I really hate television. I don't like videos much either. So it's not without trepidation that I post these videos of me reading to young children.
I'd much rather read directly to children than through a video camera as an intermediary. So much seems to be lost in the process of video recording and re-playing. I think the interaction between the teller and the listener is at least as important as the content, and probably more so.
Nevertheless, here they are. My advice to parents, grandparents, teachers and other care-givers. Watch the videos yourselves. If you like them, get the book and tell the story to your children yourselves, in your own way.
Actually I don't read stories. I tell them. Television seems to have rendered story-telling a lost art. That is sad.
I usually stick fairly closely to the story line; but not always. The images in the books, I use for props. The images are important. If I had artistic talent, I'd draw my own images; but since I don't, I use the images that come with the book.
Here's what's posted so far. I intend to add more later.
“Wilky the White House Cockroach” by Howie Schneider: The story of how Wilky hitches a ride to the White House in a pizza box and befriends the President; and how the President learns that even with cockroaches, diplomacy trumps war.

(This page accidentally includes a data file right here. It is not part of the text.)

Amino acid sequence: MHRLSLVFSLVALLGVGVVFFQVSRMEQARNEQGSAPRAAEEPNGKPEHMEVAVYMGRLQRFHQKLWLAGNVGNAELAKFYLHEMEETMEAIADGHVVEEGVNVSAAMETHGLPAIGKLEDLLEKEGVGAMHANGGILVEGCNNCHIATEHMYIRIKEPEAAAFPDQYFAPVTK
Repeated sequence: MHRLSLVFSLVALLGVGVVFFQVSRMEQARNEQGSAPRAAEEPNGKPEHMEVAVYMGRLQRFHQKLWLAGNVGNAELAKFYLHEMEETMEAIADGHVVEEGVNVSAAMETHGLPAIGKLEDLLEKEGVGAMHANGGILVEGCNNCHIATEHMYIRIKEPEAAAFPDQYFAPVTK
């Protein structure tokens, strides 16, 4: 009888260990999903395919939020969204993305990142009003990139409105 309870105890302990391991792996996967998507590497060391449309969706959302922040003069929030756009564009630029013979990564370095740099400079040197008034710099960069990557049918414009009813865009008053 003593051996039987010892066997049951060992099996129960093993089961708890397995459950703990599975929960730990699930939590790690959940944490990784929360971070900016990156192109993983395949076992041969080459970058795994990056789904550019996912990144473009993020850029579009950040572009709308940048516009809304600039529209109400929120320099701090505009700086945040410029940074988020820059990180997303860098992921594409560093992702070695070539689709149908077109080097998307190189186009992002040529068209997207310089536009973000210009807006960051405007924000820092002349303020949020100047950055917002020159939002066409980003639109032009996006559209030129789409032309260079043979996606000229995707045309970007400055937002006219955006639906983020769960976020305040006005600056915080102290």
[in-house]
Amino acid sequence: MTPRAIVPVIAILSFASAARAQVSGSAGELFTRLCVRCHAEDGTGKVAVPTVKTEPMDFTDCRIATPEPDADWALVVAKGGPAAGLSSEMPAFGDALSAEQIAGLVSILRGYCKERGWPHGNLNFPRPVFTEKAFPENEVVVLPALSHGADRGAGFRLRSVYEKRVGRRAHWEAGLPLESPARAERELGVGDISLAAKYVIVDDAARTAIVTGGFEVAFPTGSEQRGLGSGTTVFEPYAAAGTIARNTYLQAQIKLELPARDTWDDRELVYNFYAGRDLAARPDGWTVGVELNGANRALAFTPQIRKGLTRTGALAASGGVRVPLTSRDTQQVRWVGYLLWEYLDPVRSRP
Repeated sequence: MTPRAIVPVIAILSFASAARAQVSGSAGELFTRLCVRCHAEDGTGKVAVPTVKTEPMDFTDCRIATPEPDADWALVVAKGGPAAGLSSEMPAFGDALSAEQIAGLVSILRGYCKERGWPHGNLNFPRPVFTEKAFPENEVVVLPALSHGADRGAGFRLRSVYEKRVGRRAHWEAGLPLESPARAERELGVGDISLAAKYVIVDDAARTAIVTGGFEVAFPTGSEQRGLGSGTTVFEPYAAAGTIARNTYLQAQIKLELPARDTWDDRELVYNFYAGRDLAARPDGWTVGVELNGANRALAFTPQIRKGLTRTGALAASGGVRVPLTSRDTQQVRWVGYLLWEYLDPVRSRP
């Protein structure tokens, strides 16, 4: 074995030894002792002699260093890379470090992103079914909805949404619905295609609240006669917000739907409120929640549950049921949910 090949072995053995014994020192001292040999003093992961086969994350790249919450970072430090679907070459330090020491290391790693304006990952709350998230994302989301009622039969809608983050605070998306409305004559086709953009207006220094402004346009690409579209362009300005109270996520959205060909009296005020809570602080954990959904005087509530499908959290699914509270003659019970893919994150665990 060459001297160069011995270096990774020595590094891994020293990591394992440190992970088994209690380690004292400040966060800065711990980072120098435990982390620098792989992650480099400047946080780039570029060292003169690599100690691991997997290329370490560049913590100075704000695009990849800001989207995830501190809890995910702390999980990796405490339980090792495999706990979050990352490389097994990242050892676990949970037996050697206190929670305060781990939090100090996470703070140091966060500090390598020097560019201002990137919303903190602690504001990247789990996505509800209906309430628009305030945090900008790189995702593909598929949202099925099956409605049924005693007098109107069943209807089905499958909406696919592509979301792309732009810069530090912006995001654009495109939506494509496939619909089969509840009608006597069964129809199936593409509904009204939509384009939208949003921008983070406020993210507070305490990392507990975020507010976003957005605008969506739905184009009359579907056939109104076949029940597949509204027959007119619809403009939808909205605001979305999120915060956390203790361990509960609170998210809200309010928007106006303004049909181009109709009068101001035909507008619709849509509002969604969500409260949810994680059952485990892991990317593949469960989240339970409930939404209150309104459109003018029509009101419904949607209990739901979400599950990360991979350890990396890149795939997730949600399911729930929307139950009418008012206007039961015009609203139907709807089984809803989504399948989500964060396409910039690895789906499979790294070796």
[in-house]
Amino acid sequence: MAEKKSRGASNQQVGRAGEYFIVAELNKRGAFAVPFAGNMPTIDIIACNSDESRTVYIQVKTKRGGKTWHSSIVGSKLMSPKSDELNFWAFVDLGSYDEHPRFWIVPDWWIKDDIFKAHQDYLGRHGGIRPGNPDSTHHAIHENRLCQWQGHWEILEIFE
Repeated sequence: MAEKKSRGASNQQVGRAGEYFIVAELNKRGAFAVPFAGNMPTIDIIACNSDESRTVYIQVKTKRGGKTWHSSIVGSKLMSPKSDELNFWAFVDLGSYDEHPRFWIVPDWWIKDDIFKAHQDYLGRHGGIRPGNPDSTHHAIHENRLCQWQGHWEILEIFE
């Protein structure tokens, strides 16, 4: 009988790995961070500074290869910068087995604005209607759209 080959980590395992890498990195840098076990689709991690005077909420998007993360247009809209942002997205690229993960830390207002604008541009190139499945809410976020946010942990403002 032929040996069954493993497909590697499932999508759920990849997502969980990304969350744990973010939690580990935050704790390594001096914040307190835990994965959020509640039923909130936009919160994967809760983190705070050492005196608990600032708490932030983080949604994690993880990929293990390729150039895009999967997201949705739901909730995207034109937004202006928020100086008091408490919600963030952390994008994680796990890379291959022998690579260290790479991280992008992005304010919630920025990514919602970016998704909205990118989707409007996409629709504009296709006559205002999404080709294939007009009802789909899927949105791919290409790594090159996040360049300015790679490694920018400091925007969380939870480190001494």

“The Lorax” by Dr. Seuss: Along with the game, “Plant a Tree for the Lorax”, which is a variation on pin the tail on the donkey.
“Baby Rattlesnake” by Te Ata, Lynn Moroney and Mira Reisberg: Baby Rattlesnake wants a rattle so bad he cried for a new rattle all day and night; but his new rattle only got him into trouble.
“The Two Stubborn Zax” by Dr. Seuss: The two Zax are heading in opposite directions; but neither will move out of the other's way.
“My Many Colored Days” by Dr. Seuss, with Steve Johnson and Lou Fancher: “You'd be surprised how many ways I change on different colored days.”
“The Gruffalo” by Julia Donaldson and Axel Scheffler: Little mouse thinks there is no such thing as a gruffalo — until he meets one.
“King Louis Katz” by Dr. Seuss: All the Katz are holding up each other's tail; but what happens to the last cat in the line?
“One Fish Two Fish Red Fish Blue Fish” by Dr. Seuss: Best book in the English language to learn rhyming.
“Sparrow Girl” by Sara Pennypacker and Yoko Tanaka Ming Li saves seven sparrows during China's "War on the Sparrows."
“Rainbow Crow” by Nancy Van Laan and Beatriz Vidal How Rainbow Crow brings fire to the Earth and melts the snow.
“Nine in One Grr! Grr!” by Blia Xiong, Cathy Spagnoli and Nancy Hom Black bird saves the world from being overrun by tigers.
Creature Poetry 1:
a) The Cockroach
Creature Poetry 2:
b) The Elephant, by Hillaire Belloc
c) The Germ
d) The Giraffe, author unknown
e) The Medusa, adapted from the poem by Paul Perro
f) The Shark, by Kenn Nesbitt
a) The Fennec Fox
Creature Poetry 3:
b) The Hippopotamus
c) The Shark, by Kenn Nesbitt
d) The Ostrich, by Mary E. Wilkins Freeman
e) The Piranha, by Dick King-Smith
f) The Medusa, adapted from the poem by Paul Perro
g) The Rhinoceros
a) The Platypus, adapted from the poem by Mr. R.
Mostly Bird Poetry:
b) The Crocodile, by R. E. Slater
c) The Gnat, adapted from the poem by Rosemary Goodnight
d) The Bat, from the St. Louis Zoo
e) The Vampire Bat
a) The Roadrunner
“The Owl”, poem, author unknown:
b) The Leprechaun, adapted from "Little Land" by Malvina Reynolds
c) The Ostrich, by Mary E. Wilkins Freeman
d) The Vampire Bat
e) The Eagle
f) The Owl, author unknown
“The Sea Star”, poem by Douglas Florian:
Sharks 1: Selected pages from "Sharks and other Creatures of the Deep," edited by Susan Barraclough: